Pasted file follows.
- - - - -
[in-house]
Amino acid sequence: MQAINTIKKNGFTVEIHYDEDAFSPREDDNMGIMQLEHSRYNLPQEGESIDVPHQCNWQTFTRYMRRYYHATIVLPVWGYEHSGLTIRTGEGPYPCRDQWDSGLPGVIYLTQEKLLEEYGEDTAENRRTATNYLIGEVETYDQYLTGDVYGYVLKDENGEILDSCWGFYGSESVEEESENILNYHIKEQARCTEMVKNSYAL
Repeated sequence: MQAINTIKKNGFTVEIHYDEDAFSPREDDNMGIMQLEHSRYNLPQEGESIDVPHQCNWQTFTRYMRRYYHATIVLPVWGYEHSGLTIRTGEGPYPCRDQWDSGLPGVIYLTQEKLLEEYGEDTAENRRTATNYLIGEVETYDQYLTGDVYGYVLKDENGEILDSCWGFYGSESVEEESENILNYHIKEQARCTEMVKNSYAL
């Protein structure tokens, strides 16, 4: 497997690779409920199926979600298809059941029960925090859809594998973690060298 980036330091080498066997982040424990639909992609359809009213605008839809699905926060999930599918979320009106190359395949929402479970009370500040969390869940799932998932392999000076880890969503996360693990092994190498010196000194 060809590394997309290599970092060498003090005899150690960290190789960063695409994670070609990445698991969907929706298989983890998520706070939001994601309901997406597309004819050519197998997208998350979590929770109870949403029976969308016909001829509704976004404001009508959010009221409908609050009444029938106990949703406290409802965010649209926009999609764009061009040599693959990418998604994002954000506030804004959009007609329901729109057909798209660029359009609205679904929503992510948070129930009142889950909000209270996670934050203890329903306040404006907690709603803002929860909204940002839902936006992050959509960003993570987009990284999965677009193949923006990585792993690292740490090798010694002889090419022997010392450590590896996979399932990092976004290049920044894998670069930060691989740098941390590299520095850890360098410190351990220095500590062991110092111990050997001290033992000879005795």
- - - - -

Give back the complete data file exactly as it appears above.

[in-house]
Amino acid sequence: MQAINTIKKNGFTVEIHYDEDAFSPREDDNMGIMQLEHSRYNLPQEGESIDVPHQCNWQTFTRYMRRYYHATIVLPVWGYEHSGLTIRTGEGPYPCRDQWDSGLPGVIYLTQEKLLEEYGEDTAENRRTATNYLIGEVETYDQYLTGDVYGYVLKDENGEILDSCWGFYGSESVEEESENILNYHIKEQARCTEMVKNSYAL
Repeated sequence: MQAINTIKKNGFTVEIHYDEDAFSPREDDNMGIMQLEHSRYNLPQEGESIDVPHQCNWQTFTRYMRRYYHATIVLPVWGYEHSGLTIRTGEGPYPCRDQWDSGLPGVIYLTQEKLLEEYGEDTAENRRTATNYLIGEVETYDQYLTGDVYGYVLKDENGEILDSCWGFYGSESVEEESENILNYHIKEQARCTEMVKNSYAL
């Protein structure tokens, strides 16, 4: 497997690779409920199926979600298809059941029960925090859809594998973690060298 980036330091080498066997982040424990639909992609359809009213605008839809699905926060999930599918979320009106190359395949929402479970009370500040969390869940799932998932392999000076880890969503996360693990092994190498010196000194 060809590394997309290599970092060498003090005899150690960290190789960063695409994670070609990445698991969907929706298989983890998520706070939001994601309901997406597309004819050519197998997208998350979590929770109870949403029976969308016909001829509704976004404001009508959010009221409908609050009444029938106990949703406290409802965010649209926009999609764009061009040599693959990418998604994002954000506030804004959009007609329901729109057909798209660029359009609205679904929503992510948070129930009142889950909000209270996670934050203890329903306040404006907690709603803002929860909204940002839902936006992050959509960003993570987009990284999965677009193949923006990585792993690292740490090798010694002889090419022997010392450590590896996979399932990092976004290049920044894998670069930060691989740098941390590299520095850890360098410190351990220095500590062991110092111990050997001290033992000879005795």